Wild Game: Prep a Boar Ham for Curing and Smoking

For instructions on how to butcher a wild hog and isolate the ham, click here. To read the story behind … Continued

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Here’s a step-by-step guide to wet curing wild ham and prepping for smoking.
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Begin by removing the leg bone and shank bone.
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Trim away silver skin, fibrous tendons, and connective tissues. Trimming fibrous and connective tissues is an ongoing task with wild game, but it really improves flavor and texture.
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Once you have cleaned the meat to your liking, butterfly the ham.
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Make several shallow knife cuts across the meat to open up the flesh.
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Sprinkle 2-2.5 teaspoons of Knox Unflavored Gelatin evenly across the surface of the meat, The gelatin—essentially made from powdered domesticated pig bones—acts as a binding agent. This is a bit of an industry secret, but it’s how a boneless ham maintains its shape.
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Massage the gelatin into the meat to activate.
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Roll up the butterflied ham and shape into a football. Remove any remaining silver skin, or connective tissue on the outside.
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Use a 60-thread cheese cloth to cover, and work down to the bottom like a sack twisting the excess.
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Using a combination of gently pound and rolling with light pressure, pack the ham firmly into the cheese cloth forming a tight ball.
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Tie off with a butcher twine or cotton string. A surgeon’s half-knot works well, but any secure knot will be fine.
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Now we are ready to create our brine bath and inject the ham.
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For this brine, we used a juniper-infused brine. It’s a fitting recipe, since this particular hog took to hiding in cedar and juniper thickets. Here’s what you’ll need for 1 gallon of the brine, which works well for about a 5 pound boneless wild boar ham. Peppercorns
Bay leaves
Honey
Juniper berries
Brown sugar
Sodium Nitrite #1
Kosher salt
Whole cloves
1 gallon cold water (4 quarts)
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Pour 2 to 2.5 cups of water into a saucepan to make the herbal infusion (it’s basically tea) that will flavor the brine.
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Add ¾ cup kosher salt to the saucepan.
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Next, add 1 cup of loosely packed brown sugar.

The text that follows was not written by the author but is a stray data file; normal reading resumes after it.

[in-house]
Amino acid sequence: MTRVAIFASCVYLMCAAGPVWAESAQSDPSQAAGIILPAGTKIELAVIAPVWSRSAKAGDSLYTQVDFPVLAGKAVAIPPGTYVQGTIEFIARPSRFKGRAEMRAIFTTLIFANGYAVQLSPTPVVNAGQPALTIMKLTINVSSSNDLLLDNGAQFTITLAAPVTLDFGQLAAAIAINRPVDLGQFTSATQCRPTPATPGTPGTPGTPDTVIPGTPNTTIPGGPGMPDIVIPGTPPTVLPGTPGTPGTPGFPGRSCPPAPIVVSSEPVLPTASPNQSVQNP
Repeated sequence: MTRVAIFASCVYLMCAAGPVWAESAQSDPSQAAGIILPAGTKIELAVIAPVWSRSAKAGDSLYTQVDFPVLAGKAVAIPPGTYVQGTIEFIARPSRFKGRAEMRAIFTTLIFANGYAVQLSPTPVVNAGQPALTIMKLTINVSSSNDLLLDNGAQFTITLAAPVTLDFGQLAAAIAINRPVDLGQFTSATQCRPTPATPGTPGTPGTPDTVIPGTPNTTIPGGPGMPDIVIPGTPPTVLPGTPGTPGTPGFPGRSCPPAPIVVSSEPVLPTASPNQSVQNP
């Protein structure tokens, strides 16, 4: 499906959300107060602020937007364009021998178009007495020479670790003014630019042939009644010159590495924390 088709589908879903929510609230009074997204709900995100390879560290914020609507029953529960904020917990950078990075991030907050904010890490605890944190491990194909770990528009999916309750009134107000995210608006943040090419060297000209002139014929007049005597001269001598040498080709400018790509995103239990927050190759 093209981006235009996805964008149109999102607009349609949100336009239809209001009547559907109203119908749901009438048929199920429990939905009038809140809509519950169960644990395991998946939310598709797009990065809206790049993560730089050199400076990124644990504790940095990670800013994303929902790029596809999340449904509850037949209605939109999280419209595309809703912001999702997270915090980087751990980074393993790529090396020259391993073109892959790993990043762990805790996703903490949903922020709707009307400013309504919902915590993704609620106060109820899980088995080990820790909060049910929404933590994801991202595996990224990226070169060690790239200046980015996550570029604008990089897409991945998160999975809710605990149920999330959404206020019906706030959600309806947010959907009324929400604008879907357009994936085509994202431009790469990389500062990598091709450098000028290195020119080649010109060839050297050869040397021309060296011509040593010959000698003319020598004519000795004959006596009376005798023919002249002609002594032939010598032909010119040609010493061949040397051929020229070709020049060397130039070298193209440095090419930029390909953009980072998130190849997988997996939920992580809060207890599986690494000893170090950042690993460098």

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Follow up by adding 1 heaping tablespoon of juniper berries. Again, a nod to the juniper trees that are part of wild boar habitat in Texas.
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Add to the mixture 1 heaping tablespoon of peppercorns, 3-4 whole cloves
3 bay leaves, and 1 tablespoon of honey. Heat the tea to a boil and then simmer 5-10 minutes.
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While the infusion is simmering, add 1 tablespoon of pink sodium nitrite #1 to the reserved water. Nitrite makes meat less prone to bacteria and enhances color. Nitrite #1 is for fast release and short cure times. It is used in brining, smoking, and canning. Nitrite #2 is slow release and suited for dry cured meats like salami, prosciutto, etc, that require aging.
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Remove the tea from the stove and pour into the reserved water
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Draw up the brine with the brining syringe.
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Inject about 10 percent of the weight of the ham with the brining solution. So for example, if you have a 10-pound ham, inject 1 pound of solution. For a small 4 to 4.5 pound ham like this, inject in 3 to 4 different places. Bigger hams will require more injection spots.
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After injection, drop the whole ham in the solution.
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Since we are wet curing the ham, and have extra room in the container, we add a wild boar loin.
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Cover and refrigerate for 48 hours. Once the wet cure is complete, both the ham and the loin will be ready for the smoker

For instructions on how to butcher a wild hog and isolate the ham, click here. To read the story behind the hunt for this Texas hog, click here.